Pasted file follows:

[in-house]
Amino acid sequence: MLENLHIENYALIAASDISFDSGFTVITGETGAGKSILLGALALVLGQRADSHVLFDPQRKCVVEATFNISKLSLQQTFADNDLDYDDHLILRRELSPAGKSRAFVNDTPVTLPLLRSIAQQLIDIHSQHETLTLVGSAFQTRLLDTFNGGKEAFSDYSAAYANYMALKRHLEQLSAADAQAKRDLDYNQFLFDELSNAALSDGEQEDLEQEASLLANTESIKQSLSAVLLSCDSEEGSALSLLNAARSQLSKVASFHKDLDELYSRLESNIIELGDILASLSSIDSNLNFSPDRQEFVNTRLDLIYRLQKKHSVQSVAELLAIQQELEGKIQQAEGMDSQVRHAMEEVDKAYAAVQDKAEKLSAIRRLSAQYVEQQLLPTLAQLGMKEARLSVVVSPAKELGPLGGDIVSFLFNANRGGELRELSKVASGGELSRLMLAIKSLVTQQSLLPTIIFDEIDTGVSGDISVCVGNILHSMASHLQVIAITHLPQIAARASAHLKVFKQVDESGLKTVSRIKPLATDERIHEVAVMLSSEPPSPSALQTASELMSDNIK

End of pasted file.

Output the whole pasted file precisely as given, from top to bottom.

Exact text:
[in-house]
Amino acid sequence: MLENLHIENYALIAASDISFDSGFTVITGETGAGKSILLGALALVLGQRADSHVLFDPQRKCVVEATFNISKLSLQQTFADNDLDYDDHLILRRELSPAGKSRAFVNDTPVTLPLLRSIAQQLIDIHSQHETLTLVGSAFQTRLLDTFNGGKEAFSDYSAAYANYMALKRHLEQLSAADAQAKRDLDYNQFLFDELSNAALSDGEQEDLEQEASLLANTESIKQSLSAVLLSCDSEEGSALSLLNAARSQLSKVASFHKDLDELYSRLESNIIELGDILASLSSIDSNLNFSPDRQEFVNTRLDLIYRLQKKHSVQSVAELLAIQQELEGKIQQAEGMDSQVRHAMEEVDKAYAAVQDKAEKLSAIRRLSAQYVEQQLLPTLAQLGMKEARLSVVVSPAKELGPLGGDIVSFLFNANRGGELRELSKVASGGELSRLMLAIKSLVTQQSLLPTIIFDEIDTGVSGDISVCVGNILHSMASHLQVIAITHLPQIAARASAHLKVFKQVDESGLKTVSRIKPLATDERIHEVAVMLSSEPPSPSALQTASELMSDNIK